Goals are inherently aspirational. Kids want to go to the Olympics. Everyone wants to be the best, despite knowing only a select few ever are. Goals in Formula One, however, are completely within logical confines, even if it makes them sound the opposite of impressive. Just look at Honda, which wants to have the third-best engine in F1 by the start of the 2019 season.
There are only four engine suppliers in the series.
In 2015, the year after F1 went from V8 engines to V6 turbos, the current pattern of suppliers emerged: Mercedes on top, Ferrari in second, and Renault and Honda at the rear. (There are also lesser power units from top suppliers scattered through the field, for various reasons.)
Honda just wants to be No. 3, and, while that might sound from the outside like a lame goal that the supplier probably shouldn’t admit out loud, it’s all Honda can shoot for right now.
It’s realistic—so realistic, in fact, that Honda had this same goal for the end of the 2017 season. It wasn’t reached.
Honda’s motorsport boss Masashi Yamamoto told Motorsport.com recently that the company plans to “make a big effort” leading up to the 2019 season to be third, and then try to “catch the frontrunners ... during the season.”
That’s the part that’s pushing it. From the story:
“We are not really keen to say a specific time, but Mercedes and Ferrari have loads of knowledge of the grey areas [of the rules], so they are still ahead of us,” said Yamamoto.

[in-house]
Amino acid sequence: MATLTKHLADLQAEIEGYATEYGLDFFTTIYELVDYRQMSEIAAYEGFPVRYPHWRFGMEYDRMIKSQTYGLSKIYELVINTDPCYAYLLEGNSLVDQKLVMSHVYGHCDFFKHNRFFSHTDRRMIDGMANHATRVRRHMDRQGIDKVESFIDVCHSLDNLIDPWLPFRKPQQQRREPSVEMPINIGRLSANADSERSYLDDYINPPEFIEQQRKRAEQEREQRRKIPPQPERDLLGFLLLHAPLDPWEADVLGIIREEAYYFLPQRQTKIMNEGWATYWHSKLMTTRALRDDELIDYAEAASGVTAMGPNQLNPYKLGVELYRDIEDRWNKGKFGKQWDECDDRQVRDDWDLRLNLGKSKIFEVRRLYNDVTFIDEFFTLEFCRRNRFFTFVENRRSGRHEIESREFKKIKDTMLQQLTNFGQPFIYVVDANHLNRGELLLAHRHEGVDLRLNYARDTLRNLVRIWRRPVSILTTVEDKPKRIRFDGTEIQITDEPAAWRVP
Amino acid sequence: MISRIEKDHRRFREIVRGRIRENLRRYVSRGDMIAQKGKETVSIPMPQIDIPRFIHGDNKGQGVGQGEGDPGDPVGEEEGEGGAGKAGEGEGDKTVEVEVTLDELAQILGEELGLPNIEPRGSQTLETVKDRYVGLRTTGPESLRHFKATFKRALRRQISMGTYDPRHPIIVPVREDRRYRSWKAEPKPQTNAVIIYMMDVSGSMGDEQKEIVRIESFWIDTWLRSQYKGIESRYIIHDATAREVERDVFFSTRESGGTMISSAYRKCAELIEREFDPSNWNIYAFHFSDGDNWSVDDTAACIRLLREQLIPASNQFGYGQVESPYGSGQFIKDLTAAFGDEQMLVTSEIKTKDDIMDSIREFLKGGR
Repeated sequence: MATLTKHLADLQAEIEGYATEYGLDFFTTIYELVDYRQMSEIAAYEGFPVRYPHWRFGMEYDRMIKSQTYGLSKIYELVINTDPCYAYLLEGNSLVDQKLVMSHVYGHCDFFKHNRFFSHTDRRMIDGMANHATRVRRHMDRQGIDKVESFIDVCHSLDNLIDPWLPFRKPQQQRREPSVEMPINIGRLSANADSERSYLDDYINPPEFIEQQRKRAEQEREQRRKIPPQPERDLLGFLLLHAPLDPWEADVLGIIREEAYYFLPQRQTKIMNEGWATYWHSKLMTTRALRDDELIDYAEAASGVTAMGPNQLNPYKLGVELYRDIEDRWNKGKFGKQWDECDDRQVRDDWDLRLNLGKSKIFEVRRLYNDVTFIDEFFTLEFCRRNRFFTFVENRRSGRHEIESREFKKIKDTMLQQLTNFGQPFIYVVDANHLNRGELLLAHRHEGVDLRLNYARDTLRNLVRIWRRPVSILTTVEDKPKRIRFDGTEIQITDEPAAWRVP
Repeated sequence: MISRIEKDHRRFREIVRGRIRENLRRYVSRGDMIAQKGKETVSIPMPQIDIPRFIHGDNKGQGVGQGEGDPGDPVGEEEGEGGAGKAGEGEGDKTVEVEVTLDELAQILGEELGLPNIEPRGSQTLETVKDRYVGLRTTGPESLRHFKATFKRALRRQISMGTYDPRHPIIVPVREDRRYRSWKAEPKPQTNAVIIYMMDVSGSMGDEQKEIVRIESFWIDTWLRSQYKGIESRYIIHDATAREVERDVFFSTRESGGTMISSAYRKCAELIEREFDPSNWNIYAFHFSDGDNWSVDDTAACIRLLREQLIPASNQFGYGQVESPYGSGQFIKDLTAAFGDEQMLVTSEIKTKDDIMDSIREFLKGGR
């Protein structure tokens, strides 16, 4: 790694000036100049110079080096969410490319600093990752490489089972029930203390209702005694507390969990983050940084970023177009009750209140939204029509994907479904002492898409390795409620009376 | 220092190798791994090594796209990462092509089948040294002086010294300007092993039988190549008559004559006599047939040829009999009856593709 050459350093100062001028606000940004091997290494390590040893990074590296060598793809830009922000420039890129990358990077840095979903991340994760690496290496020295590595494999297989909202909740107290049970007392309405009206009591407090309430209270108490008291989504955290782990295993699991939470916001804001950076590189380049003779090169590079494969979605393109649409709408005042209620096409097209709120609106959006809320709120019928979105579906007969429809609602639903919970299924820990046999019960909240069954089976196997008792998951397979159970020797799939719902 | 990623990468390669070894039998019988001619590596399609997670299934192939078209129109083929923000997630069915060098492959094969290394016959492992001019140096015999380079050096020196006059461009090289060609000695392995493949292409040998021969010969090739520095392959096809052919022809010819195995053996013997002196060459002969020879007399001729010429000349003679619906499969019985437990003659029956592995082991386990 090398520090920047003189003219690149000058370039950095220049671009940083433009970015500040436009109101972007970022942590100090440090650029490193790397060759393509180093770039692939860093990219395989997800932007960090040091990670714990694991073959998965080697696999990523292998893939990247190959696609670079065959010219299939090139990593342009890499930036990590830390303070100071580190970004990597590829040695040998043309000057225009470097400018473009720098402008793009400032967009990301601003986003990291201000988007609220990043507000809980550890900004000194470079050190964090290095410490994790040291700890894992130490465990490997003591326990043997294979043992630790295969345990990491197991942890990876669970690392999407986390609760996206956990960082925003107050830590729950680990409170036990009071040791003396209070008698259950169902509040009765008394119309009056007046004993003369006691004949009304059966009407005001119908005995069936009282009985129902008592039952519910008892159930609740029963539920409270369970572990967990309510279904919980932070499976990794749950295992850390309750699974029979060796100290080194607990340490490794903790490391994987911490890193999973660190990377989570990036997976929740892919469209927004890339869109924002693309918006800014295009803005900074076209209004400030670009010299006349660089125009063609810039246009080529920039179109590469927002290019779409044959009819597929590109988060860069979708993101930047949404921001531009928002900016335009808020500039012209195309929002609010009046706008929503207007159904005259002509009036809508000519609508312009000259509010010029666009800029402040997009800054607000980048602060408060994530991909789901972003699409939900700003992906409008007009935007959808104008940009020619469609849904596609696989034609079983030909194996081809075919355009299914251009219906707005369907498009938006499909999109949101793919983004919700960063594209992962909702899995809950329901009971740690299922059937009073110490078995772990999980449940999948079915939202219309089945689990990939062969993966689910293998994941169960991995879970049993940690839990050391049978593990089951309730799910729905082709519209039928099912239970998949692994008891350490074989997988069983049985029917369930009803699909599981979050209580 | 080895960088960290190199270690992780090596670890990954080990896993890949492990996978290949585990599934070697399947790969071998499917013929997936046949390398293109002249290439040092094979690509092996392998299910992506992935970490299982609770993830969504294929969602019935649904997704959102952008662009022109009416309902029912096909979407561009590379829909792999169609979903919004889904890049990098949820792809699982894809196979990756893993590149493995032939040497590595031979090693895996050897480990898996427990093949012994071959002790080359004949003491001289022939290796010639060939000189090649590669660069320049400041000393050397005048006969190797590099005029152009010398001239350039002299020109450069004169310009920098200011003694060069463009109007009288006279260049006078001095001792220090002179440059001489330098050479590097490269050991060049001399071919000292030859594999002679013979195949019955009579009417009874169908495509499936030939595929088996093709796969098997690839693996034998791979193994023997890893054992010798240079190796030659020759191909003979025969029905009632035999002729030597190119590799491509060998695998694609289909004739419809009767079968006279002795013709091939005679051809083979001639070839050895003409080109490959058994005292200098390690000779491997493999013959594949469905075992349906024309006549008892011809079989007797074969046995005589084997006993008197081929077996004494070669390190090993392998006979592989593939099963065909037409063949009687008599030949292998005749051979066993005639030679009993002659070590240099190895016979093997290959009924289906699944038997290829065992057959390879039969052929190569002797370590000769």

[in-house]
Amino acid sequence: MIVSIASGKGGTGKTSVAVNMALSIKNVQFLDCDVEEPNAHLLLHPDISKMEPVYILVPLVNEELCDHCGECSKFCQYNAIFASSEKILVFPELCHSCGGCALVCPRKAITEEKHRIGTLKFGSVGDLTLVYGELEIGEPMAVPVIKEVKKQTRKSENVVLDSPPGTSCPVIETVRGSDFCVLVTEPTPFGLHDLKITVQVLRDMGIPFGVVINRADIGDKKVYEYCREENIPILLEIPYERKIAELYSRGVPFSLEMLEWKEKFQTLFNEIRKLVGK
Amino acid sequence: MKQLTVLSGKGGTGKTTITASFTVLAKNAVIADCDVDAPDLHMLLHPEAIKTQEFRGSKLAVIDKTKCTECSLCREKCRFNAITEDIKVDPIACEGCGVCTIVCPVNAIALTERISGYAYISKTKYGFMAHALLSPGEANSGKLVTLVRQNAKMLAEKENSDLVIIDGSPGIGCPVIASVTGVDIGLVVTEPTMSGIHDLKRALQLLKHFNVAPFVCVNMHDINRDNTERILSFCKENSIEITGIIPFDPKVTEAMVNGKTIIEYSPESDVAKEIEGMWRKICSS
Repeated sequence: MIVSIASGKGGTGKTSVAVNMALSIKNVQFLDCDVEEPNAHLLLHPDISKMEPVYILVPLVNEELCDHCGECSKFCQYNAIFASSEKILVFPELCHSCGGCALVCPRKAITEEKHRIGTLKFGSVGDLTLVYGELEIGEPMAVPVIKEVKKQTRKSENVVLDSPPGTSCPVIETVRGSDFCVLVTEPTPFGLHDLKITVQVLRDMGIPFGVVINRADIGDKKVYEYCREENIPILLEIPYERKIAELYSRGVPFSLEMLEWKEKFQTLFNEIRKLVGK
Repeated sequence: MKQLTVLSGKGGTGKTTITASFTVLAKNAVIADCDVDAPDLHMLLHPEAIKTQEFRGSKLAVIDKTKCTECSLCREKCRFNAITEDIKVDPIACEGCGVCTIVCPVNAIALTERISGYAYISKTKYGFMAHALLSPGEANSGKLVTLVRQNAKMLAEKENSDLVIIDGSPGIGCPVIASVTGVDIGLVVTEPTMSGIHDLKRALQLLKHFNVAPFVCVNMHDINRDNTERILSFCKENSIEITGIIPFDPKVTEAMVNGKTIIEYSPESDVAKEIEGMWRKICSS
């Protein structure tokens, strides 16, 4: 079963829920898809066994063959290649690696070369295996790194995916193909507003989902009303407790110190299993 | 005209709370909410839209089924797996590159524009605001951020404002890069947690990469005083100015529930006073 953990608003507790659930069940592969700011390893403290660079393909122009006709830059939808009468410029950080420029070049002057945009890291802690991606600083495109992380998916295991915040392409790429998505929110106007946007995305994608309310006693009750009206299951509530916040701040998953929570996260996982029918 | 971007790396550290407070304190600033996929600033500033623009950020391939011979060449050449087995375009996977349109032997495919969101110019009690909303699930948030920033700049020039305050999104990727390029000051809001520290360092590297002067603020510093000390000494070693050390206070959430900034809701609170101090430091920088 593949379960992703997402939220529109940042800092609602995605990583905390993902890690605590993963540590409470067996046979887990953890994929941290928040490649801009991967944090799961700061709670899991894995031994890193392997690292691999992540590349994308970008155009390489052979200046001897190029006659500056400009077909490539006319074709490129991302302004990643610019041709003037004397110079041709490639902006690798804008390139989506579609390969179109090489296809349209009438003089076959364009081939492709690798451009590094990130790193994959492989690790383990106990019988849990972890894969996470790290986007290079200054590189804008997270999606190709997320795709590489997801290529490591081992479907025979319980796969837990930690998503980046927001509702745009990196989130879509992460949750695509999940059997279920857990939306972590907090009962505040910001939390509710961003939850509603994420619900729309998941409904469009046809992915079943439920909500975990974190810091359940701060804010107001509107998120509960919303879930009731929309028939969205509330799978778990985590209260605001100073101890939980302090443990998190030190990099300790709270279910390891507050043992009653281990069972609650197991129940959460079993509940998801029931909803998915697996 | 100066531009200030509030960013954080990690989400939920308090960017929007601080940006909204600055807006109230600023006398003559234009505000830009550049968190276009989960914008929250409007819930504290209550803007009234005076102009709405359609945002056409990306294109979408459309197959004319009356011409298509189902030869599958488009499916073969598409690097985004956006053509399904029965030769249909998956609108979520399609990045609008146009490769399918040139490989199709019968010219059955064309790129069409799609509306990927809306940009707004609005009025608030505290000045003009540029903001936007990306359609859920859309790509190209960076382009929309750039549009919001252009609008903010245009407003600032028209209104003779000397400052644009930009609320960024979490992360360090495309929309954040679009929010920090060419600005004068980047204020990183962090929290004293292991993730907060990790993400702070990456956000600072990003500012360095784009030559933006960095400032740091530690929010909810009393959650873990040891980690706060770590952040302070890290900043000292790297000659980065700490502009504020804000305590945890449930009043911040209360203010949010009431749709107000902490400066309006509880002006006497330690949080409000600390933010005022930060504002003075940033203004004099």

“But after four years of our development and trying, we think we are now finding the right direction and where to go – much clearer than last year, or two years ago.
“So we think we can speed up our development.”
Honda introduced two engine upgrades in 2018, both of which resulted in better performance, but the second initially came at a cost of durability as it battled gearbox oscillations.
Pierre Gasly then suffered an oil leak in the season finale in Abu Dhabi.
Honda, which has mostly been a reliability and performance disaster since it came back into F1 in 2015, made some improvements last year, as mentioned by Motorsport.com. Those improvements were enough to lure in the third-ranked Red Bull team, which dropped Renault for Honda for 2019—given, Red Bull and Renault didn’t have the most rosy of relationships before the split.
Motorsport.com wrote that Honda’s optimistic about getting better before the 2019 season, although it’s “still trying to improve its reliability.” But neither Honda nor its new F1 darling, Red Bull, expect reliability to be flawless. They just want to work on catching Mercedes and Ferrari, which will take a while.
If anything, though, Honda’s ability to make realistic goals is inspiring. Even if the person or team next to you won’t settle for anything less than world records and sports superstardom, it’s alright to aspire to become only the second worst at something—as long as you’re improving.
Maybe this year, Honda will.